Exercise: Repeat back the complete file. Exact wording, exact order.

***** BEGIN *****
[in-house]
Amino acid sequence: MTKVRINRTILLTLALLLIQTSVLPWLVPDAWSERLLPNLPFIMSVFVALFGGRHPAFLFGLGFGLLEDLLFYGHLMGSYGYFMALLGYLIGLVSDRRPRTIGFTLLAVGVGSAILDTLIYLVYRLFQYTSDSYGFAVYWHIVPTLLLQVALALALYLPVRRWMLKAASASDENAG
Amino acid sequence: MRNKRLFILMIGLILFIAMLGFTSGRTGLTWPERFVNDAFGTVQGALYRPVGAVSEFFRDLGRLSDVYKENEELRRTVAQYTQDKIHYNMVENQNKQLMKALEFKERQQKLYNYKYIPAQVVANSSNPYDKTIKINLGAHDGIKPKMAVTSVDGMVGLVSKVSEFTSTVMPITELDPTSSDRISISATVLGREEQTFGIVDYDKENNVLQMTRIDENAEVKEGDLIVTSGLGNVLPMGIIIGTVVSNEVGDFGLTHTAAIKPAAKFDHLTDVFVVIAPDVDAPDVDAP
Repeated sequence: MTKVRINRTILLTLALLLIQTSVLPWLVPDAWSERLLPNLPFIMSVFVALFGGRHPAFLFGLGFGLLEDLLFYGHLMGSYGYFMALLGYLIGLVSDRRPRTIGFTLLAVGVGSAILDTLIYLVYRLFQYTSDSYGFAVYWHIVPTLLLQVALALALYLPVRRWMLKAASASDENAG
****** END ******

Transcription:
[in-house]
Amino acid sequence: MTKVRINRTILLTLALLLIQTSVLPWLVPDAWSERLLPNLPFIMSVFVALFGGRHPAFLFGLGFGLLEDLLFYGHLMGSYGYFMALLGYLIGLVSDRRPRTIGFTLLAVGVGSAILDTLIYLVYRLFQYTSDSYGFAVYWHIVPTLLLQVALALALYLPVRRWMLKAASASDENAG
Amino acid sequence: MRNKRLFILMIGLILFIAMLGFTSGRTGLTWPERFVNDAFGTVQGALYRPVGAVSEFFRDLGRLSDVYKENEELRRTVAQYTQDKIHYNMVENQNKQLMKALEFKERQQKLYNYKYIPAQVVANSSNPYDKTIKINLGAHDGIKPKMAVTSVDGMVGLVSKVSEFTSTVMPITELDPTSSDRISISATVLGREEQTFGIVDYDKENNVLQMTRIDENAEVKEGDLIVTSGLGNVLPMGIIIGTVVSNEVGDFGLTHTAAIKPAAKFDHLTDVFVVIAPDVDAPDVDAP
Repeated sequence: MTKVRINRTILLTLALLLIQTSVLPWLVPDAWSERLLPNLPFIMSVFVALFGGRHPAFLFGLGFGLLEDLLFYGHLMGSYGYFMALLGYLIGLVSDRRPRTIGFTLLAVGVGSAILDTLIYLVYRLFQYTSDSYGFAVYWHIVPTLLLQVALALALYLPVRRWMLKAASASDENAG